Srinagar- Hilly terrain, rash driving, overloading of passengers and dilapidated condition of roads are said to be the main reasons for the spike in deadly accidents in the Pir Panjal range and Chenab valley of the Jammu region.
In less than 24 hours, 16 people have lost their lives while 50 others sustained injuries in two different traffic incidents, exposing the fault lines in the much hyped road safety measures of the traffic department.
Lately, government figures suggest that the deaths caused by road accidents in J&K in 2021 are much higher than those killed during the three decades of conflict. However, of late, the Chenab and Pin Panjal region of Jammu witnessed more traffic accidents and deaths than the Kashmir Valley.
According to figures, 896 people lost their lives due to traffic incidents in the year 2021 in J&K. Among them, 676 were reported from Jammu region and 220 from the Valley.
The recently released Crime Gazette 2021 by Jammu and Kashmir Police revealed that 4506 people were injured in Jammu last year and 2317 in the Valley.
According to the data, sixty-five percent of road accidents (3585) were reported from the Jammu division. Around 1876 mishaps occurred in Kashmir. In 2020, 728 people lost their lives in the Union Territory.
The locals lamented from time to time that the successive governments have failed to come-up with any preventive strategy to minimise loss of lives in the road rage.
“Apart from that, there is a very thick presence of traffic cops on the road to check the wrong doings,” said Mohammad Taki, a resident of Doda.
Taki further added that the roads in the mountainous region are not only prone to landslides but are also surrounded by deep gorges and river bodies as a result of which chances of survival in accidents are very less.
“In most of the accidents, the vehicles fell in the rivers and it is difficult to locate the dead bodies even,” Taki said.
Mohan Lal Kaith, Senior Superintendent of Police, Traffic Rural Jammu, told Kashmir Observer that the frequent accidents are a challenge for them and there are several factors that need to be looked-up.
In the Poonch accident, he said, the driver couldn’t control the vehicle because of the brake failure as a result the mini-bus which was overcrowded plunged into a deep gorge.
“The driver was also in our bad books as we had challaned him on at least six occasions,” Kaith said.
He further said the min-bus has the seating capacity of over 29 people but the driver had carried over 38 people.
“You need to understand that in remote areas the buses are usually overloaded due to less public transport,” Kaith added.
In Rajouri accident, he said, there was no overcrowding but the driver also lost the control over his new vehicle apparently due to “human error”
“It will get clear once the mechanical report comes” he added.
In the backdrop of two back to back deadly accidents leading to public outcry, traffic police have tightened the noose against violators and are likely to intensify the road safety measures.
“We have directed all the SHO’s to go for FIR’s against the drivers who resort to overloading of passengers,” Kaith added.
While rejecting the allegation, Javid Naik, who operates a tour and travel company from Doda region, said they don’t resort to overloading and drive very sensibly.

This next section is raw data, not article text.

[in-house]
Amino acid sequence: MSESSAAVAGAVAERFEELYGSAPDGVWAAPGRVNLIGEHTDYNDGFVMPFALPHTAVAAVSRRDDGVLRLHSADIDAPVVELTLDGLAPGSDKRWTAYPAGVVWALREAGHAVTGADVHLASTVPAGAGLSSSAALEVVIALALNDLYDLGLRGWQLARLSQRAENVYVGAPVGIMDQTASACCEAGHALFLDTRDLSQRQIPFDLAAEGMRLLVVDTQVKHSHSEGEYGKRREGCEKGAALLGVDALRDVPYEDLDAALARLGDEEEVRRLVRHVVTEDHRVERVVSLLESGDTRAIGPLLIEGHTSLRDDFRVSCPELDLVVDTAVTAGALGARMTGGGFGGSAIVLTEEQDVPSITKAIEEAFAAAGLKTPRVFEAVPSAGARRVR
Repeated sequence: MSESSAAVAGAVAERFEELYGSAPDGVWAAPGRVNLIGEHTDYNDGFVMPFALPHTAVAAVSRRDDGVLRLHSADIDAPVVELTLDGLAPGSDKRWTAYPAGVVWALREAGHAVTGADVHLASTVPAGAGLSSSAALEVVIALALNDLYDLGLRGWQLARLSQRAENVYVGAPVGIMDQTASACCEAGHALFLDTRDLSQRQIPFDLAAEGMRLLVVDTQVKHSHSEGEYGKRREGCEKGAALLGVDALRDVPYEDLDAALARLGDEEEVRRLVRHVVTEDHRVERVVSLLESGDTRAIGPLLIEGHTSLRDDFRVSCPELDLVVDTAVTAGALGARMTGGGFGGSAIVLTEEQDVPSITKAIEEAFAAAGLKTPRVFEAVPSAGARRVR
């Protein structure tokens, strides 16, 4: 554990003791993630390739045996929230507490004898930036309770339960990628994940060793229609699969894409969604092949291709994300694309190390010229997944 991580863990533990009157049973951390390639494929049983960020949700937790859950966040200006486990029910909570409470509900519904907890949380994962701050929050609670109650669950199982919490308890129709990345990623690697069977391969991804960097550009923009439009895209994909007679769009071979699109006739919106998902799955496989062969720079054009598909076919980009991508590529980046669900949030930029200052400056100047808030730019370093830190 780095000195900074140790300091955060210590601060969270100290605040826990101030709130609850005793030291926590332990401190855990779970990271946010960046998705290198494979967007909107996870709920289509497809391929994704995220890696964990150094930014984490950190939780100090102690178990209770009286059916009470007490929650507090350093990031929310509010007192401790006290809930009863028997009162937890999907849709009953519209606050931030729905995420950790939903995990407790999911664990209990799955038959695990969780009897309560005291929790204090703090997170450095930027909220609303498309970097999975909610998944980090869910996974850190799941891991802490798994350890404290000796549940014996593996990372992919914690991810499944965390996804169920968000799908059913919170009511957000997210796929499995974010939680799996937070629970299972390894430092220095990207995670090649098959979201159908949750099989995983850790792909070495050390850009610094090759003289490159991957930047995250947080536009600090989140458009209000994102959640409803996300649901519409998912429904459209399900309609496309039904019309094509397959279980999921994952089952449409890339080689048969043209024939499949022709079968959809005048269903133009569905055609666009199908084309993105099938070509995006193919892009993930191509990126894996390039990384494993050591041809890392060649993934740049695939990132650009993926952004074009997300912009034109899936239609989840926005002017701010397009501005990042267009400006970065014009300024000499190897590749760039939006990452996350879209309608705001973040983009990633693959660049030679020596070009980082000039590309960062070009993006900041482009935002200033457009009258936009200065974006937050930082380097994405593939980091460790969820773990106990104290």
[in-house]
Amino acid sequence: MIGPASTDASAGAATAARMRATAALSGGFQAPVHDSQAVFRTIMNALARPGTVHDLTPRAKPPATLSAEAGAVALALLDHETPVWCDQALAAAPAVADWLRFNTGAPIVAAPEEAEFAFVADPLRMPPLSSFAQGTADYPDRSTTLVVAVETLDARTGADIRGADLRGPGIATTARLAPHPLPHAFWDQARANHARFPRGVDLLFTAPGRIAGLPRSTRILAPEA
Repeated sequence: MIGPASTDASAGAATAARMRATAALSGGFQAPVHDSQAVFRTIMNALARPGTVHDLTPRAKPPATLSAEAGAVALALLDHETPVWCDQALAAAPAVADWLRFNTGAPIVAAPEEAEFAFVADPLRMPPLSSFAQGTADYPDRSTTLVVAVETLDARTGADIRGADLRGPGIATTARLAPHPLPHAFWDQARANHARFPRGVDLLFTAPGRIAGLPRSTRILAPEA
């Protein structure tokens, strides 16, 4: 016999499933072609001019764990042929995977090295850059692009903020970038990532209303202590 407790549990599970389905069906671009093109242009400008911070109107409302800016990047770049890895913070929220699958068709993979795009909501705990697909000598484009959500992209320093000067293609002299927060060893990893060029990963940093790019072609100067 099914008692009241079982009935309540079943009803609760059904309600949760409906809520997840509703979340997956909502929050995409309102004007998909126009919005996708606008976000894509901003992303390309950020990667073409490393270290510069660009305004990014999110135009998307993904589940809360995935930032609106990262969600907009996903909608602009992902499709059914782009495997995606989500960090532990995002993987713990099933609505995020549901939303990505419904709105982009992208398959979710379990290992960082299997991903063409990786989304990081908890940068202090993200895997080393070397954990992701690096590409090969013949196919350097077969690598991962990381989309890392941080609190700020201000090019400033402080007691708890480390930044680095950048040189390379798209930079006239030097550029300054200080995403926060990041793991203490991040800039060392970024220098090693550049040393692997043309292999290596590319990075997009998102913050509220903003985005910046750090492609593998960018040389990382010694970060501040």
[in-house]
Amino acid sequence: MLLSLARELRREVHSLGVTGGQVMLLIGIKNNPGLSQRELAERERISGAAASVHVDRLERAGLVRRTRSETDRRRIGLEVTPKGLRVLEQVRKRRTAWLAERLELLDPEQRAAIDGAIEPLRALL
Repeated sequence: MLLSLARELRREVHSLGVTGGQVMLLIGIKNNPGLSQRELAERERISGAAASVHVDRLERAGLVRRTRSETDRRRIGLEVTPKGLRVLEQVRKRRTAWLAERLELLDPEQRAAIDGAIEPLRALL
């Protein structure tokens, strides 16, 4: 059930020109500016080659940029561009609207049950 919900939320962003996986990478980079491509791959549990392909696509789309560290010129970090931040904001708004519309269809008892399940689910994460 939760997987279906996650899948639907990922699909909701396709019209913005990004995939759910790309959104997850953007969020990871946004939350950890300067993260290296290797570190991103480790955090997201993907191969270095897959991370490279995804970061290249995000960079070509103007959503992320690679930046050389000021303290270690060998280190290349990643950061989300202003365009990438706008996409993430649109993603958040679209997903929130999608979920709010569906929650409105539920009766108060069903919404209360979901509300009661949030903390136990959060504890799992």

“If the passenger vehicles are overloaded, what about the private vehicles that become the cause of accidents,” Naik said, adding “These are mere allegations. The truth is that the government is not serious about the maintenance of roads and other infrastructure in the region”
Sources said that the traffic department lacks manpower and faces a staff crunch.
“We don’t have staff to deploy at vulnerable stretches, and to check the overloading of passengers at most of the places,” said an SSP rank officer, who wished not to be named.
He further added that the department is not in a position to deploy traffic personnel on every route of the region.
However, Shabir Ahmad Malik Superintendent of police (SSP) Traffic, NHW, Ramban argued that in 80 percent of the accident cases, the drivers are responsible.
“First they overload the vehicle, then they either use mobile or do rash driving despite knowing well that the terrain is hilly,” said Malik, who is overseeing the treacherous stretch of Srinagar-Jammu national highway.
He, however, said that “engineering fault” is also one of the factors that the government needs to look into.
“The hilly roads need to be guarded with crash barriers. The super elevation of the roads is to reduce the tendency of vehicles to overturn in transverse slopes,” Malik added.
Malik further noted that the reason Chenab and Pir Panjal witnessed massive traffic causalities is that the vehicle falls in a deep gorge and ultimately goes into China River.
“The number of the casualties are high because it’s very difficult and time consuming to rescue the injured,” he added.
However the locals said the lack of infrastructure and less transport in the region is one of the main reasons for the spike in accidents.
“The government has never focused on Chenab and Pir Panchal. Their entire focus was always on Kashmir and Jammu city,” Zubair Ahmad Khan, a resident of Kishtwar alleged.
Khan said the people have no other option but to choose the overloaded bus because there is very less public transport in the district.
However, be it faulty road engineering and pathetic condition of roads the people of the region continuously become the victims of road rage.
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